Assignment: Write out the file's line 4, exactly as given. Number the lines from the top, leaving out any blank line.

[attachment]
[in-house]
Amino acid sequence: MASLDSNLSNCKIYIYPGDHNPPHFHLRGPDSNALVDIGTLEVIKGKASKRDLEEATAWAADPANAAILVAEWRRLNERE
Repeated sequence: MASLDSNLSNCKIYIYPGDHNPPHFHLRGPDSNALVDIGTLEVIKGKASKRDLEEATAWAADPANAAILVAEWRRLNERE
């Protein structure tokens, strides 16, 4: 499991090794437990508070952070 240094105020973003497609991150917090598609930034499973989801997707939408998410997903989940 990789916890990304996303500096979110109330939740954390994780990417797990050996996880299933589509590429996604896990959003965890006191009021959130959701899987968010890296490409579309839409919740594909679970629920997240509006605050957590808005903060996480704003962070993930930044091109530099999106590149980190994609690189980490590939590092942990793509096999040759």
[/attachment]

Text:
């Protein structure tokens, strides 16, 4: 499991090794437990508070952070 240094105020973003497609991150917090598609930034499973989801997707939408998410997903989940 990789916890990304996303500096979110109330939740954390994780990417797990050996996880299933589509590429996604896990959003965890006191009021959130959701899987968010890296490409579309839409919740594909679970629920997240509006605050957590808005903060996480704003962070993930930044091109530099999106590149980190994609690189980490590939590092942990793509096999040759």